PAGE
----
More than 18 months of government order to close schools due to the COVID-19 pandemic and lockdown, 100 public schools in the elementary and high school level started conducting pilot face-to-face classes for a limited number of students on November 15.

Out of 48,000 public schools nationwide, the Department of Education (DepEd) has approved limited in-person classes in 34 schools in Luzon, 21 in Visayas and 45 in Mindanao, based on their respective granular risk assessments by the Department of Health (DOH).

Unlike the usual scenes during the typical first day of classes, the reopening of schools did not feature crowded classrooms.

Department of Education Secretary Leonor Briones explained last September 21 that under this setup, classrooms should only occupy up to 12 pupils in Kindergarten, 16 in Grades 1 to 3, and 20 in the technical-vocational strand in Senior High School.

Class hours have also been reduced, with Kindergarten to Grade 3 pupils only allowed for a three-hour school day and Senior High School students for up to four hours in a day.

Throughout the day, scenes of excitement among teachers and pupils are seen, while still being reminded of the current health crisis through strict health protocols, such as readjusted classrooms, chairs and seats that are placed far apart and are surrounded by plastic barriers, and wearing of masks.

Some schools have tasked wearing IDs with QR codes for contact tracing, implementing alongside other health and safety precautions such as mandatory handwashing, disinfection and thermal scanning, such as the practice of school administrators in Longos Elementary School in Alaminos, Pangasinan.

Meanwhile, 20 private schools are scheduled to have their limited in-person learning on November 22.

Altogether, the 120 participating schools are expected to end their pilot face-to-face classes on January 31, 2022.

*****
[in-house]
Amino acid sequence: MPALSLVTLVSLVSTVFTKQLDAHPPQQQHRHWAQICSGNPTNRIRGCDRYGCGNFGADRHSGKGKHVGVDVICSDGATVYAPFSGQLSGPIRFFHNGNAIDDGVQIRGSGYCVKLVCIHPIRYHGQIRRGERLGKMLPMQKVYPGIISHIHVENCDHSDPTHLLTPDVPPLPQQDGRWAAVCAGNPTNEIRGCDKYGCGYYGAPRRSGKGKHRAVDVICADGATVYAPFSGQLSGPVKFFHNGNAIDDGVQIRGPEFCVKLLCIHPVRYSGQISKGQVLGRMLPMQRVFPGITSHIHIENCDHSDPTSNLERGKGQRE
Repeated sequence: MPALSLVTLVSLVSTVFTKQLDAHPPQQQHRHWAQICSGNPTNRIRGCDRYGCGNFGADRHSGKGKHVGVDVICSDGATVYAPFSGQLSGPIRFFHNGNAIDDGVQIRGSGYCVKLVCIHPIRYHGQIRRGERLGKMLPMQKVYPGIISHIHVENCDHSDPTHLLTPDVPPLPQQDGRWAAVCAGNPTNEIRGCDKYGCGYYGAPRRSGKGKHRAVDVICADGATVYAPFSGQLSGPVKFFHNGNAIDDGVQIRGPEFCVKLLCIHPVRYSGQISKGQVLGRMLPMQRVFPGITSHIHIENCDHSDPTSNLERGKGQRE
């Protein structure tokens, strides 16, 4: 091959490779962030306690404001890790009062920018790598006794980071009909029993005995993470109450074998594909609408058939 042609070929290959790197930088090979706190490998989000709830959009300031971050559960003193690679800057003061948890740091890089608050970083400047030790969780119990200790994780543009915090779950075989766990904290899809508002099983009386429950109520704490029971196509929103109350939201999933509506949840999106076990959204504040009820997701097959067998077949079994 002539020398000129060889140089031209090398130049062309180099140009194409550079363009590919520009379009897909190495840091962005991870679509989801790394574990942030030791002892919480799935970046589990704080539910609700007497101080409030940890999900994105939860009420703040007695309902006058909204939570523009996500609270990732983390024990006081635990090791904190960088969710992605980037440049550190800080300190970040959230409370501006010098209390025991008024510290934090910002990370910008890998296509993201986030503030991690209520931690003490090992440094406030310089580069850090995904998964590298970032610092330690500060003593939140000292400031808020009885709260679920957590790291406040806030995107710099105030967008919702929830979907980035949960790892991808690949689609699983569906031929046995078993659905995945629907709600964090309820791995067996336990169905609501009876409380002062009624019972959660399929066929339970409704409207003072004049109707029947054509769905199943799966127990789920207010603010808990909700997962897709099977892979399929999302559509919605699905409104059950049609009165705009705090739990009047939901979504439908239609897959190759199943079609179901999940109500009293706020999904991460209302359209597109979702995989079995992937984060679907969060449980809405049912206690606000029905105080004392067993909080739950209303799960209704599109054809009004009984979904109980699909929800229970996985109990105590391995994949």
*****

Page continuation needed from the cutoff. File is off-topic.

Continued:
In a statement, DepEd called for continued observance to existing health guidelines, expressing optimism in the further reopening of the education sector after nearly two years of closures amid the pandemic.

“In this line, we appeal to the public to always follow the required health protocols and standards. With everyone’s help in improving our country’s COVID-19 situation, our vision to safely reopen more schools nationwide is not a far reality,” the statement read.

The Philippines is the last country in the world to allow reopening schools for in-person learning since the start of the COVID-19 pandemic.

More schools allowed for limited face-to-face classes

Ahead of Monday’s scheduled resumption of physical classes, President Rodrigo Duterte has approved more schools that will join the pilot run of in-person classes, DepEd announced on November 12, citing “continuous improvement of the COVID-19 situation.”

Citing information from the DOH, the Education Department said that out of 638 schools, 484 have been given a minimal or low-risk remark in their granular risk assessment. They also said that some schools in Metro Manila are appealing to take part in the pilot run.

“The expansion of the number of pilot schools will allow a greater degree of experience among all our regions that will serve us well for the expanded phase of face-to-face classes,” DepEd said.

Meanwhile, following their approval on conducting limited in-person classes in locations categorized under Alert Level 2, the Commission on Higher Education (CHED) said that colleges and universities in places under Alert Level 2 can apply for authorization starting December 2021, while those under Alert Level 3 may apply come January next year.

CHED Chairperson Prospero de Vera further explained during a briefing with the House Committee on Higher and Technical Education that class capacity may vary depending on the current Alert Level of a respective area.

For instance, those under Alert Level 3 are only allowed to conduct classes at a 30% indoor capacity and 50% outdoor capacity. Areas under Alert Level 2 will have an indoor capacity of up to 50% for fully-vaccinated individuals and those below 18 years of age, and an outdoor capacity of up to 70%. Meanwhile, schools can have a full indoor and outdoor capacity for fully vaccinated individuals if their respective area falls under Alert Level 1.

Prior to this announcement, CHED announced that colleges and universities who want to conduct limited face-to-face classes must ensure that students and school personnel are fully vaccinated, must seek approval from the local government unit concerned, must have classrooms retrofitted, and must be willing to utilize their classrooms at a 50% capacity.


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